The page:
Historic York County York, PA United States 717.502.1281
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"Victory at Wake Island U.S Marine Corps" Overprinted Parade Flag

Origin United States
Period 1920-1949
W. 32.5 in; H. 23.75 in; D. 2 in;
W. 82.55 cm; H. 60.33 cm; D. 5.08 cm;
Condition Good. See Item Description.
Creation Date 1941
Description "Victory at Wake Island U.S. Marine Corps ": Rare overprinted parade flag celebrating the significant events at this remote location at the beginning of WWII:

48 star American national parade flag, printed on cotton. Overprinted in the stripe field, in bold, black letters, is the following text: "Victory at Wake Island U.S. Marine Corps." Unique among known examples of American parade flags, this bold example is significant for not only its historical importance and graphics, but because American flags with overprinted text are so rare in this late period.

During the 19th century, it was perfectly acceptable to print on the American flag for the purposes of promoting political campaigns, stores and their merchandise, products and events. Also popular was the decoration of printed flags with the names, numerical designations, and badges of military veterans' units and fraternal chapters. In the late 1880s, when flag ethics began to emerge, the practice of using American National symbols for the purpose of advertising began to fall out of favor. Certain states banned it with various legislation. The matter was placed before Congress twice during the 1890's and finally became illegal by Congressional law in 1905. Though this did not put an end to the practice, it had already fallen by the wayside in popularity. Veterans continued to use overprinted designs for reunions and parades, certainly having earned the truest right to the stewardship with regard to the flag's use and care. This generally disappears by the 1920s, however, and by WWII (1941-1945) overprinted flags were basically extinct. Just a handful of examples survive with overprinted text that were made in the 70-75 year period that has passed between 1941 and today.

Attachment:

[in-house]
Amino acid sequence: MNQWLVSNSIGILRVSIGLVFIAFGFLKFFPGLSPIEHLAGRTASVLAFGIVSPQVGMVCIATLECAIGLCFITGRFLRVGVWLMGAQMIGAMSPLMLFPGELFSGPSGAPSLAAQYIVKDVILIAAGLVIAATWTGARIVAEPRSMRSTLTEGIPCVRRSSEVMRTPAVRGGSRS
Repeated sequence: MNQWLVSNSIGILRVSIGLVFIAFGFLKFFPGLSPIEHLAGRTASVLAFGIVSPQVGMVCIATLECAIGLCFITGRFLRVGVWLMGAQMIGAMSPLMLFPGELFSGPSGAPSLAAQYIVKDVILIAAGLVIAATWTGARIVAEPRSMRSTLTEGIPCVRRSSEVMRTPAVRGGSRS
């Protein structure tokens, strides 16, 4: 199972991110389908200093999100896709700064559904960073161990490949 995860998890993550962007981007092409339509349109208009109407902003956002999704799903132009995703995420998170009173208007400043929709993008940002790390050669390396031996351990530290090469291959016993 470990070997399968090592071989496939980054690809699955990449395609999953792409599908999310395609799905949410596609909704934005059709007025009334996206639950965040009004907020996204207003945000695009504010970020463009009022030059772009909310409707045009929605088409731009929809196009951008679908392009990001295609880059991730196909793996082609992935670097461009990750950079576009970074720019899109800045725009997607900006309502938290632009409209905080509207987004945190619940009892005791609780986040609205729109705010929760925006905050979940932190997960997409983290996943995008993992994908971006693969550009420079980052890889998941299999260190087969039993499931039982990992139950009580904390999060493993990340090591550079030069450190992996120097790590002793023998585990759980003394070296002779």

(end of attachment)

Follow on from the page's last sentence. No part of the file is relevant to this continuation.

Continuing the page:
Perhaps just four legitimate examples of printed parade flags are known that have an overprint that reads “Remember Pearl Harbor” in one format or another. I have been privileged to have owned two of these. The remaining two reside in the collection of Richard Pierce and are documented in his book "The Stars & The Stripes: Fabric of the American Spirit" (J. Richard Pierce, 2005) on page 72. This is the only other flag known with a WWII message, beyond that small group. Among them it is the largest, has the largest text, and is the only one related to an event other than Pearl Harbor.

A Brief History of the Battle of Wake Island:

Victory or Defeat? It's been described by both terms, but what is universally agreed upon is the extraordinary bravery of U.S. Marines in stalwart defense of this remote location, which is just about as far from anything as one can possibly imagine. Approximately 5,000 miles off the coast of California, with Hawaii at approximately the half-way point inbetween, it is then 3,000 miles further to the Philippines or just over 2,000 to Japan. Wake is actually an atoll, which is basically the rim of a volcano or former volcano, emerging from the water, sometimes with an island in the center (though not in this particular case). In January of 1941, the U.S. Navy established an airfield and military base on the island, manning it with approx. 450 officers and enlisted men from the 1st Marine Defense Battalion. These were complimented by 68 navy personnel, 1,221 civilians, and 45 Chamorros (natives from Micronesia and Guam). Marine defenses consisted of various heavy guns and 12 F4F-3 Wildcat fighter aircraft.

When Japan attacked and crippled Pearl Harbor on December 7th of that year, they simultaneously attacked Wake Island (where it was actually Dec. 8th, as it lay beyond the international date line). Japanese forces simultaneously struck the Philippines, as well as British forces in Malaya. Hong Kong was still in British hands, but hopelessly surrounded, with hope of neither resupply or relief.